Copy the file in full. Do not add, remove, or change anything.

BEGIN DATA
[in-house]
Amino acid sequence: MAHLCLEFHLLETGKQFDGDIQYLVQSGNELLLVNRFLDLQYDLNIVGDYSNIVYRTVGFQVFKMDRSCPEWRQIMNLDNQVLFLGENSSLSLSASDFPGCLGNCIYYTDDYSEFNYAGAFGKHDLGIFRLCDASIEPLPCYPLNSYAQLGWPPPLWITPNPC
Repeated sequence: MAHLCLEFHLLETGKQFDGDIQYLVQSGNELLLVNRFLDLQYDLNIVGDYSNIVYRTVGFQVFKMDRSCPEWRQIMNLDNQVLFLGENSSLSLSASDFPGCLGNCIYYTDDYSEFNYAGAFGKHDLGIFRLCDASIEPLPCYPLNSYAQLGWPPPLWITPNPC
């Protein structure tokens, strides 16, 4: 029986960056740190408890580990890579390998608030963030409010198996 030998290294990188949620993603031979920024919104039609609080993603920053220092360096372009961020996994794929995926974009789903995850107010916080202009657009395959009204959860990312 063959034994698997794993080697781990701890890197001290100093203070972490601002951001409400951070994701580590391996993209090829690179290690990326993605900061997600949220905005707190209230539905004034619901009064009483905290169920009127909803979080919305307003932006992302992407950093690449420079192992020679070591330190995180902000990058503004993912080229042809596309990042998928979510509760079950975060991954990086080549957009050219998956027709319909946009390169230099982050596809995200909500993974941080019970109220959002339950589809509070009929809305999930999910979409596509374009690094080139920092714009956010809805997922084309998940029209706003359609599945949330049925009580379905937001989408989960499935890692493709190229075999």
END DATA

[in-house]
Amino acid sequence: MAHLCLEFHLLETGKQFDGDIQYLVQSGNELLLVNRFLDLQYDLNIVGDYSNIVYRTVGFQVFKMDRSCPEWRQIMNLDNQVLFLGENSSLSLSASDFPGCLGNCIYYTDDYSEFNYAGAFGKHDLGIFRLCDASIEPLPCYPLNSYAQLGWPPPLWITPNPC
Repeated sequence: MAHLCLEFHLLETGKQFDGDIQYLVQSGNELLLVNRFLDLQYDLNIVGDYSNIVYRTVGFQVFKMDRSCPEWRQIMNLDNQVLFLGENSSLSLSASDFPGCLGNCIYYTDDYSEFNYAGAFGKHDLGIFRLCDASIEPLPCYPLNSYAQLGWPPPLWITPNPC
């Protein structure tokens, strides 16, 4: 029986960056740190408890580990890579390998608030963030409010198996 030998290294990188949620993603031979920024919104039609609080993603920053220092360096372009961020996994794929995926974009789903995850107010916080202009657009395959009204959860990312 063959034994698997794993080697781990701890890197001290100093203070972490601002951001409400951070994701580590391996993209090829690179290690990326993605900061997600949220905005707190209230539905004034619901009064009483905290169920009127909803979080919305307003932006992302992407950093690449420079192992020679070591330190995180902000990058503004993912080229042809596309990042998928979510509760079950975060991954990086080549957009050219998956027709319909946009390169230099982050596809995200909500993974941080019970109220959002339950589809509070009929809305999930999910979409596509374009690094080139920092714009956010809805997922084309998940029209706003359609599945949330049925009580379905937001989408989960499935890692493709190229075999």